Hamburg aims to stop food waste
Perfectly edible food does not belong in the trash, according to Hamburg officials
- August 26, 2019 14:30
- Anton Stoyanov
Cornelia Prüfer-Storcks, Senator of Hamburg for Consumer Protection, will urge the German federal government to put an end to food waste across the country. According to 2015 data, provided by World Wide Fund for Nature, 18 million tons of food are thrown away each year in Germany. Lawmakers in Hamburg want this to end and divert food from the trash bins to those who actually need it.
“Food that can still be eaten should not be thrown away and can be given to social institutions or initiatives,” according to Prüfer-Storcks. Over 940 charitable food banks collect edible food waste and distribute it among people in Germany but they are merely scratching the surface of the problem. To further support such efforts, the Senator for Consumer Protections wants to make businesses legally obligated to deliver edible food waste to non-profits who will later be delivering it to the disadvantaged instead of throwing it away.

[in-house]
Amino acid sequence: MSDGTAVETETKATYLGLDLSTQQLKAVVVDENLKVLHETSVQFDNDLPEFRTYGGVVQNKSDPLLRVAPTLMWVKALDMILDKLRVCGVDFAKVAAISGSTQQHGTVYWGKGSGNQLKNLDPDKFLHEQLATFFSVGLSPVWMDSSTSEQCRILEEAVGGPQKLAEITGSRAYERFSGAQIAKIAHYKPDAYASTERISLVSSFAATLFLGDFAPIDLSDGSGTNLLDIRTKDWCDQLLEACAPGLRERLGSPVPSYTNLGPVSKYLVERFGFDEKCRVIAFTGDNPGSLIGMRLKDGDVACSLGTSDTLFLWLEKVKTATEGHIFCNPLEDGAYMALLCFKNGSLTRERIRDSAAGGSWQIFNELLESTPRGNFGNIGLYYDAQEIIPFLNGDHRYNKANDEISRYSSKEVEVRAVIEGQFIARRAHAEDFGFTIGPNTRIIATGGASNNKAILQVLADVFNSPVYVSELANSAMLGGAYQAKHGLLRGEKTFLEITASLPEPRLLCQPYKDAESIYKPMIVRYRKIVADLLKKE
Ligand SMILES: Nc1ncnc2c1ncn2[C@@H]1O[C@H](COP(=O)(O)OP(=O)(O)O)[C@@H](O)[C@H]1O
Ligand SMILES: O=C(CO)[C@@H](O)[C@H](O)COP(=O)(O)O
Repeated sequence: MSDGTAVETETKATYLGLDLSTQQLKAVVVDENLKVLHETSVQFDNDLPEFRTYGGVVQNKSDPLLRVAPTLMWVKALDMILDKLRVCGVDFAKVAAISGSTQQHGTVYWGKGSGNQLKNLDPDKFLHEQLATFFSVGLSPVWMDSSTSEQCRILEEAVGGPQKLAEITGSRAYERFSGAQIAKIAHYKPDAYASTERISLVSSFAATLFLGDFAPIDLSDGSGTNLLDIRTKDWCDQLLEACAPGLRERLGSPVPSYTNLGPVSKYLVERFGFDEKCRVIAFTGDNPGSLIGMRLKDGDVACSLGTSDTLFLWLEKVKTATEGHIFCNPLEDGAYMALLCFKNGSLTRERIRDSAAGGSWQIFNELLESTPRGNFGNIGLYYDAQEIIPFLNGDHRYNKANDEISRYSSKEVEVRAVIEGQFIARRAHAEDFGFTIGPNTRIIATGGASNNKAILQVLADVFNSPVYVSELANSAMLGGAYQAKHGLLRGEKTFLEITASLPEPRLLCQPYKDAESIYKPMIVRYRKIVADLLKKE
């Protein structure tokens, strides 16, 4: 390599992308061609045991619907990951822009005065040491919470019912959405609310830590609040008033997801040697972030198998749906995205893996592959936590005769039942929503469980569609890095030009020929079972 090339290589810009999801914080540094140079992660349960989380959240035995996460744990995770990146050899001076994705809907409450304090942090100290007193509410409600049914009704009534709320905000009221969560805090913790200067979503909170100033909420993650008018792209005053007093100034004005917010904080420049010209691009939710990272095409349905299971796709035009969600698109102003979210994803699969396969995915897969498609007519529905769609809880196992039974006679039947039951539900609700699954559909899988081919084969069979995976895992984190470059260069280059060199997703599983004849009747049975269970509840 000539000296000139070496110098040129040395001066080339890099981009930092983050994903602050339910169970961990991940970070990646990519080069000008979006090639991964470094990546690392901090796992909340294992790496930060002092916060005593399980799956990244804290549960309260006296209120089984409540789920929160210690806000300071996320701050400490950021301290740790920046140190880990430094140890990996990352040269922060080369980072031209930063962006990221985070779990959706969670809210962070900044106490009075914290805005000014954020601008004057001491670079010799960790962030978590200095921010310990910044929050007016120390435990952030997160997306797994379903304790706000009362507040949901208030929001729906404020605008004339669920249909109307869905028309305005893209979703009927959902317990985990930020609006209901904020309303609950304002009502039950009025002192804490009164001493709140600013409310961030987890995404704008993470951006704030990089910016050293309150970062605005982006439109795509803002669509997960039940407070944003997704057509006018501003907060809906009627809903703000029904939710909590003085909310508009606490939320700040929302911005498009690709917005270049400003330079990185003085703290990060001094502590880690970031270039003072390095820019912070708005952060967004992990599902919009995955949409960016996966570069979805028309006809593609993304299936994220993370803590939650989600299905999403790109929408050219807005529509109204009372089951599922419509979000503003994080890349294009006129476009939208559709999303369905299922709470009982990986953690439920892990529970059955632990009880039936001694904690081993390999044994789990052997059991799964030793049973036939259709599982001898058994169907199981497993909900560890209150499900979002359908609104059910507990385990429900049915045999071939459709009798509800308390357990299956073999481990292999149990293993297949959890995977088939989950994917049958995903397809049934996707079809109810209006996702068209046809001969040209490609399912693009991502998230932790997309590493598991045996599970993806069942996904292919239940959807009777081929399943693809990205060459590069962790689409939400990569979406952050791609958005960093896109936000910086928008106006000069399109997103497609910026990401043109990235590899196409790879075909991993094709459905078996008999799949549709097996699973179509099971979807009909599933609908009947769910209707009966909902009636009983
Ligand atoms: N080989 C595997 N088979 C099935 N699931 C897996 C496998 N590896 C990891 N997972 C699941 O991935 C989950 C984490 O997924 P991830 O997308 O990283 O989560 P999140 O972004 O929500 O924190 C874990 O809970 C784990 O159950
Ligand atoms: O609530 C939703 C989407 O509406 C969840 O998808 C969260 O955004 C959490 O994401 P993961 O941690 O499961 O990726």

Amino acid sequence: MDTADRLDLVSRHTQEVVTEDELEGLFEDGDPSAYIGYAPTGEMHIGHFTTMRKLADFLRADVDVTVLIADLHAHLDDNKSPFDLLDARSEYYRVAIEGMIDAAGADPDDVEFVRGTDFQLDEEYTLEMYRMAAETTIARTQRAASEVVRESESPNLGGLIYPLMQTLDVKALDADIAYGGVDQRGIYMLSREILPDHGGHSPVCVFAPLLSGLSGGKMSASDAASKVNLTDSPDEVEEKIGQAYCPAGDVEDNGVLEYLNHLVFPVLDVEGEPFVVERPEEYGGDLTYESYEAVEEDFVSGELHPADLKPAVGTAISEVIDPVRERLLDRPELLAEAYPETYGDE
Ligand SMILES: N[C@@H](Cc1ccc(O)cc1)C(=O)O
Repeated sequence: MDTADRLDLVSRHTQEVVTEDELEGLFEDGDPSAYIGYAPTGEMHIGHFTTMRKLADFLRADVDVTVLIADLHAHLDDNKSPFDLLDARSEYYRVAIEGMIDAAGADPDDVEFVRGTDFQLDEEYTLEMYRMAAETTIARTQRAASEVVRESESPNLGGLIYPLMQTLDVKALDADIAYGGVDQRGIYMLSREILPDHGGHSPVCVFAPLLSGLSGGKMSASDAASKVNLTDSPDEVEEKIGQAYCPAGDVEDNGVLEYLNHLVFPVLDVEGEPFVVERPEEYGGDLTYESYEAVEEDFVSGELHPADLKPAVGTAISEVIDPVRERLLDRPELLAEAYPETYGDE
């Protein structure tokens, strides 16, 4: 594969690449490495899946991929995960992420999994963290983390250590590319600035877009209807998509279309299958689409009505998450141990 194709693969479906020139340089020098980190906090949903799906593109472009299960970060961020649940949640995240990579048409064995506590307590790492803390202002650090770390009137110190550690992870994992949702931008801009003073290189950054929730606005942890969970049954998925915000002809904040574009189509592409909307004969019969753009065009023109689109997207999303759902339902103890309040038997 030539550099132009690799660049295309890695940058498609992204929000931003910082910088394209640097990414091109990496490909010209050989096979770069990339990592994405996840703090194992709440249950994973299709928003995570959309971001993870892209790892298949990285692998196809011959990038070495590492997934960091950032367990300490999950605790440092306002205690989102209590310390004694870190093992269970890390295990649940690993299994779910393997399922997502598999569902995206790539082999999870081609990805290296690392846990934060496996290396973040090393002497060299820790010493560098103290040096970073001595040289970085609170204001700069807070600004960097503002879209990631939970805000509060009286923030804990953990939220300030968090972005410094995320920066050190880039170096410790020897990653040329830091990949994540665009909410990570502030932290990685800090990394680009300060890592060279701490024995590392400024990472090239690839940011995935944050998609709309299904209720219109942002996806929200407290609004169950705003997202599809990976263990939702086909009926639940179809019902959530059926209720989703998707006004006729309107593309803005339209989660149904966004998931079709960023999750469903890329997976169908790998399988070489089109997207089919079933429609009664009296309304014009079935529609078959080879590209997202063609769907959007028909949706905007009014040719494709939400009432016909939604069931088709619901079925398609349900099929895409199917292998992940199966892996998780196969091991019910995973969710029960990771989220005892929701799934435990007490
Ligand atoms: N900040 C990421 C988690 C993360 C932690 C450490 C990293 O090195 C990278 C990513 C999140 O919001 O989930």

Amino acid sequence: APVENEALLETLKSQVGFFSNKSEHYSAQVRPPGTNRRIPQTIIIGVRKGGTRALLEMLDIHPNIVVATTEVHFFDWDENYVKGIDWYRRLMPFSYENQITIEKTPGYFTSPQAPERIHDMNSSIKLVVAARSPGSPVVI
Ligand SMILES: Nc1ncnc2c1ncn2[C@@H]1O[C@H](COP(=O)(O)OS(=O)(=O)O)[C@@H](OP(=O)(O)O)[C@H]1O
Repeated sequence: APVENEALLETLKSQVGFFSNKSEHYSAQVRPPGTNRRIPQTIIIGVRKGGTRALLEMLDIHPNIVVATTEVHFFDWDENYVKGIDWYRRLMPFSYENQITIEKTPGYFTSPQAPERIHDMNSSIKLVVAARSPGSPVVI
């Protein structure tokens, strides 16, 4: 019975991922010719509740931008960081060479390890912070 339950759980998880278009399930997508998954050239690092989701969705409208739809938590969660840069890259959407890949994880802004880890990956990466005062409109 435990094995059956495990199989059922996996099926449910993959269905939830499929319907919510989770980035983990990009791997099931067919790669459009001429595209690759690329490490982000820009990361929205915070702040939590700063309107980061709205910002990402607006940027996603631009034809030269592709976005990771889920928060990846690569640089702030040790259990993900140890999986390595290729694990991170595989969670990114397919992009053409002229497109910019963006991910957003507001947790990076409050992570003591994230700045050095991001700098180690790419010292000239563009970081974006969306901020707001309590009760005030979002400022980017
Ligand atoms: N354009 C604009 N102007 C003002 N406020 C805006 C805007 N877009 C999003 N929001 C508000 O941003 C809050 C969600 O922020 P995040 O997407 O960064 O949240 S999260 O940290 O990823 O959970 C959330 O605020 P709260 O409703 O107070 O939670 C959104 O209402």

The idea of forcing businesses to handle their food waste properly is nothing new in Europe. A few years ago, a French law forced supermarkets to deliver their excess food to NGOs, rather than throw it away.
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